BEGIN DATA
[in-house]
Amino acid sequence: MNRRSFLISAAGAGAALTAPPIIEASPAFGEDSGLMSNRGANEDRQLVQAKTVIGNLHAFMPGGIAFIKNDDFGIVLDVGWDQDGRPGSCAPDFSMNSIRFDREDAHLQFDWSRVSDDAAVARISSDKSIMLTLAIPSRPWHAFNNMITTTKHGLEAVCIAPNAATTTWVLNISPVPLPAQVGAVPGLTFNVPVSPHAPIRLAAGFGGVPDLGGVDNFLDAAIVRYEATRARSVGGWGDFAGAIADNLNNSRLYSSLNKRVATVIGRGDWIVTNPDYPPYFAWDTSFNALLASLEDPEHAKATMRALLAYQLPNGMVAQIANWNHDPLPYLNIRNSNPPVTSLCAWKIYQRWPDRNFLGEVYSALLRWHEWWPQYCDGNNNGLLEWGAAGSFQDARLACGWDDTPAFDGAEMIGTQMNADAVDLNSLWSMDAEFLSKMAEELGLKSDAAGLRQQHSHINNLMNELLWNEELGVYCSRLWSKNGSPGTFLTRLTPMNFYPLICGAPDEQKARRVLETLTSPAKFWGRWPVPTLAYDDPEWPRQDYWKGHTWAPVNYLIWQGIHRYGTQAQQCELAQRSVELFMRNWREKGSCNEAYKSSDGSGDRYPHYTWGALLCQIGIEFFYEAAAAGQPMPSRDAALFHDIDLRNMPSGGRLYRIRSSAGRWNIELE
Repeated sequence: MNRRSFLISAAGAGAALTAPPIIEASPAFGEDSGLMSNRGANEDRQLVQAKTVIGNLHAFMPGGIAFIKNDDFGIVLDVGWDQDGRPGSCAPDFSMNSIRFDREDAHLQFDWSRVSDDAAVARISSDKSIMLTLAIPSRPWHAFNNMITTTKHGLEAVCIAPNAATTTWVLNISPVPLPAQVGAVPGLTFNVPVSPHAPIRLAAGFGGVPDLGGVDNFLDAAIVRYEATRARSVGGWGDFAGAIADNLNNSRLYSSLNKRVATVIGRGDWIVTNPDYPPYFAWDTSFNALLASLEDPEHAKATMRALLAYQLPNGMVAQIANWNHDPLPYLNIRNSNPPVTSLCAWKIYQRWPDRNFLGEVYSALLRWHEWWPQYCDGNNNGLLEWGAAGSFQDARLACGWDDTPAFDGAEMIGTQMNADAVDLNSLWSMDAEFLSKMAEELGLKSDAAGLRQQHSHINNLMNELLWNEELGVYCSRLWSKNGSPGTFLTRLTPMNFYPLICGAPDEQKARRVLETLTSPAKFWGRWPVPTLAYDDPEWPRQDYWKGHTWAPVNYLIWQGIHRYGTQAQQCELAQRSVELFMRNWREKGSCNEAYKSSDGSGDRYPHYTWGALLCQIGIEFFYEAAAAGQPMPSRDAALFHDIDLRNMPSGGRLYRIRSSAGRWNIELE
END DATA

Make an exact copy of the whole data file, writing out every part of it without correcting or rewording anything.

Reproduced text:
[in-house]
Amino acid sequence: MNRRSFLISAAGAGAALTAPPIIEASPAFGEDSGLMSNRGANEDRQLVQAKTVIGNLHAFMPGGIAFIKNDDFGIVLDVGWDQDGRPGSCAPDFSMNSIRFDREDAHLQFDWSRVSDDAAVARISSDKSIMLTLAIPSRPWHAFNNMITTTKHGLEAVCIAPNAATTTWVLNISPVPLPAQVGAVPGLTFNVPVSPHAPIRLAAGFGGVPDLGGVDNFLDAAIVRYEATRARSVGGWGDFAGAIADNLNNSRLYSSLNKRVATVIGRGDWIVTNPDYPPYFAWDTSFNALLASLEDPEHAKATMRALLAYQLPNGMVAQIANWNHDPLPYLNIRNSNPPVTSLCAWKIYQRWPDRNFLGEVYSALLRWHEWWPQYCDGNNNGLLEWGAAGSFQDARLACGWDDTPAFDGAEMIGTQMNADAVDLNSLWSMDAEFLSKMAEELGLKSDAAGLRQQHSHINNLMNELLWNEELGVYCSRLWSKNGSPGTFLTRLTPMNFYPLICGAPDEQKARRVLETLTSPAKFWGRWPVPTLAYDDPEWPRQDYWKGHTWAPVNYLIWQGIHRYGTQAQQCELAQRSVELFMRNWREKGSCNEAYKSSDGSGDRYPHYTWGALLCQIGIEFFYEAAAAGQPMPSRDAALFHDIDLRNMPSGGRLYRIRSSAGRWNIELE
Repeated sequence: MNRRSFLISAAGAGAALTAPPIIEASPAFGEDSGLMSNRGANEDRQLVQAKTVIGNLHAFMPGGIAFIKNDDFGIVLDVGWDQDGRPGSCAPDFSMNSIRFDREDAHLQFDWSRVSDDAAVARISSDKSIMLTLAIPSRPWHAFNNMITTTKHGLEAVCIAPNAATTTWVLNISPVPLPAQVGAVPGLTFNVPVSPHAPIRLAAGFGGVPDLGGVDNFLDAAIVRYEATRARSVGGWGDFAGAIADNLNNSRLYSSLNKRVATVIGRGDWIVTNPDYPPYFAWDTSFNALLASLEDPEHAKATMRALLAYQLPNGMVAQIANWNHDPLPYLNIRNSNPPVTSLCAWKIYQRWPDRNFLGEVYSALLRWHEWWPQYCDGNNNGLLEWGAAGSFQDARLACGWDDTPAFDGAEMIGTQMNADAVDLNSLWSMDAEFLSKMAEELGLKSDAAGLRQQHSHINNLMNELLWNEELGVYCSRLWSKNGSPGTFLTRLTPMNFYPLICGAPDEQKARRVLETLTSPAKFWGRWPVPTLAYDDPEWPRQDYWKGHTWAPVNYLIWQGIHRYGTQAQQCELAQRSVELFMRNWREKGSCNEAYKSSDGSGDRYPHYTWGALLCQIGIEFFYEAAAAGQPMPSRDAALFHDIDLRNMPSGGRLYRIRSSAGRWNIELE